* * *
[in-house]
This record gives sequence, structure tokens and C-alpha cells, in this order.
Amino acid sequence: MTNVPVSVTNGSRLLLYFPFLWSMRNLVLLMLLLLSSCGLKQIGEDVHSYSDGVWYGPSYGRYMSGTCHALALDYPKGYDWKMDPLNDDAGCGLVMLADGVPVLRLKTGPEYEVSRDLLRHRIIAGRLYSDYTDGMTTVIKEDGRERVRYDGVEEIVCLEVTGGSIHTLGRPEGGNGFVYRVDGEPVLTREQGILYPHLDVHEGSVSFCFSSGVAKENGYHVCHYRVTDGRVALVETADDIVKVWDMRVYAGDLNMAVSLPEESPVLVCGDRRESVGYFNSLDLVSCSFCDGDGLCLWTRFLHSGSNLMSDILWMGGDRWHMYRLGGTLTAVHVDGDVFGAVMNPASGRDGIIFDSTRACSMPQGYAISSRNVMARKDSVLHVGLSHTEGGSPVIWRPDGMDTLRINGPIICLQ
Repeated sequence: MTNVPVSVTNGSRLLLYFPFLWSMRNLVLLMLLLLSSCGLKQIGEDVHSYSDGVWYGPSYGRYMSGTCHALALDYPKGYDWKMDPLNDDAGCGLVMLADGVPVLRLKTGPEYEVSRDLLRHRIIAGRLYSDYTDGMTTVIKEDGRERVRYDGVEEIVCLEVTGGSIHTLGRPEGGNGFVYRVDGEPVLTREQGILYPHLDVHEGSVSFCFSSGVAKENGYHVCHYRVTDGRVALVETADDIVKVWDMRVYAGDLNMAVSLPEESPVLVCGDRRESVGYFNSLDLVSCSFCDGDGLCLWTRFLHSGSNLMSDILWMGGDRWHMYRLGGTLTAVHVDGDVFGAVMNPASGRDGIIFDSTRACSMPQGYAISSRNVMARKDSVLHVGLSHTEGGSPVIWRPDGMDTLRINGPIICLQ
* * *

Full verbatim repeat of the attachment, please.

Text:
[in-house]
This record gives sequence, structure tokens and C-alpha cells, in this order.
Amino acid sequence: MTNVPVSVTNGSRLLLYFPFLWSMRNLVLLMLLLLSSCGLKQIGEDVHSYSDGVWYGPSYGRYMSGTCHALALDYPKGYDWKMDPLNDDAGCGLVMLADGVPVLRLKTGPEYEVSRDLLRHRIIAGRLYSDYTDGMTTVIKEDGRERVRYDGVEEIVCLEVTGGSIHTLGRPEGGNGFVYRVDGEPVLTREQGILYPHLDVHEGSVSFCFSSGVAKENGYHVCHYRVTDGRVALVETADDIVKVWDMRVYAGDLNMAVSLPEESPVLVCGDRRESVGYFNSLDLVSCSFCDGDGLCLWTRFLHSGSNLMSDILWMGGDRWHMYRLGGTLTAVHVDGDVFGAVMNPASGRDGIIFDSTRACSMPQGYAISSRNVMARKDSVLHVGLSHTEGGSPVIWRPDGMDTLRINGPIICLQ
Repeated sequence: MTNVPVSVTNGSRLLLYFPFLWSMRNLVLLMLLLLSSCGLKQIGEDVHSYSDGVWYGPSYGRYMSGTCHALALDYPKGYDWKMDPLNDDAGCGLVMLADGVPVLRLKTGPEYEVSRDLLRHRIIAGRLYSDYTDGMTTVIKEDGRERVRYDGVEEIVCLEVTGGSIHTLGRPEGGNGFVYRVDGEPVLTREQGILYPHLDVHEGSVSFCFSSGVAKENGYHVCHYRVTDGRVALVETADDIVKVWDMRVYAGDLNMAVSLPEESPVLVCGDRRESVGYFNSLDLVSCSFCDGDGLCLWTRFLHSGSNLMSDILWMGGDRWHMYRLGGTLTAVHVDGDVFGAVMNPASGRDGIIFDSTRACSMPQGYAISSRNVMARKDSVLHVGLSHTEGGSPVIWRPDGMDTLRINGPIICLQ